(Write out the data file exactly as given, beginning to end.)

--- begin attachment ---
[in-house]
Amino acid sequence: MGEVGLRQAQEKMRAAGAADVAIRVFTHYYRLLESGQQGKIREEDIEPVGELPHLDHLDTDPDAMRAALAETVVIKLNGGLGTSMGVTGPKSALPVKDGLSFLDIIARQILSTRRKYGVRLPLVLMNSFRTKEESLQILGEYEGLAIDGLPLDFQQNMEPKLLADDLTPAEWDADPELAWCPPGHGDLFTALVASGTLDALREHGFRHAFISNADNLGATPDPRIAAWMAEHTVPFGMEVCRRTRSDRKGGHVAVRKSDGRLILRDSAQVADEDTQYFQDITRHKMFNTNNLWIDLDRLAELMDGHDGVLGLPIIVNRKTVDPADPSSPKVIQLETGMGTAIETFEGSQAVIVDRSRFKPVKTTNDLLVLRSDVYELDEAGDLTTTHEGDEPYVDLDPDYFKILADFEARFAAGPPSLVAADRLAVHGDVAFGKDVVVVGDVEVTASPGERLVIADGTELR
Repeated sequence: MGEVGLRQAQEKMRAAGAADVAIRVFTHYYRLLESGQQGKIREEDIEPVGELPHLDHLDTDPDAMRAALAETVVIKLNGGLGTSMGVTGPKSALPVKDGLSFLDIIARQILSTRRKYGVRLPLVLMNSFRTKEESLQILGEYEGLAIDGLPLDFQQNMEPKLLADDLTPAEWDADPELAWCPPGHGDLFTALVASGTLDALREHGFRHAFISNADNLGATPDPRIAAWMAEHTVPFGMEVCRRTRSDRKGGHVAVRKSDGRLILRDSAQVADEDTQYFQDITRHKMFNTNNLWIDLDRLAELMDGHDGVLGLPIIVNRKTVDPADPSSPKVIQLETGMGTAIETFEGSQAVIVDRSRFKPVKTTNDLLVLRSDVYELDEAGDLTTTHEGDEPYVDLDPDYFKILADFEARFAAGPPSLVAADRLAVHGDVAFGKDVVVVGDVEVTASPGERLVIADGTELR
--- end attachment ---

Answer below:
[in-house]
Amino acid sequence: MGEVGLRQAQEKMRAAGAADVAIRVFTHYYRLLESGQQGKIREEDIEPVGELPHLDHLDTDPDAMRAALAETVVIKLNGGLGTSMGVTGPKSALPVKDGLSFLDIIARQILSTRRKYGVRLPLVLMNSFRTKEESLQILGEYEGLAIDGLPLDFQQNMEPKLLADDLTPAEWDADPELAWCPPGHGDLFTALVASGTLDALREHGFRHAFISNADNLGATPDPRIAAWMAEHTVPFGMEVCRRTRSDRKGGHVAVRKSDGRLILRDSAQVADEDTQYFQDITRHKMFNTNNLWIDLDRLAELMDGHDGVLGLPIIVNRKTVDPADPSSPKVIQLETGMGTAIETFEGSQAVIVDRSRFKPVKTTNDLLVLRSDVYELDEAGDLTTTHEGDEPYVDLDPDYFKILADFEARFAAGPPSLVAADRLAVHGDVAFGKDVVVVGDVEVTASPGERLVIADGTELR
Repeated sequence: MGEVGLRQAQEKMRAAGAADVAIRVFTHYYRLLESGQQGKIREEDIEPVGELPHLDHLDTDPDAMRAALAETVVIKLNGGLGTSMGVTGPKSALPVKDGLSFLDIIARQILSTRRKYGVRLPLVLMNSFRTKEESLQILGEYEGLAIDGLPLDFQQNMEPKLLADDLTPAEWDADPELAWCPPGHGDLFTALVASGTLDALREHGFRHAFISNADNLGATPDPRIAAWMAEHTVPFGMEVCRRTRSDRKGGHVAVRKSDGRLILRDSAQVADEDTQYFQDITRHKMFNTNNLWIDLDRLAELMDGHDGVLGLPIIVNRKTVDPADPSSPKVIQLETGMGTAIETFEGSQAVIVDRSRFKPVKTTNDLLVLRSDVYELDEAGDLTTTHEGDEPYVDLDPDYFKILADFEARFAAGPPSLVAADRLAVHGDVAFGKDVVVVGDVEVTASPGERLVIADGTELR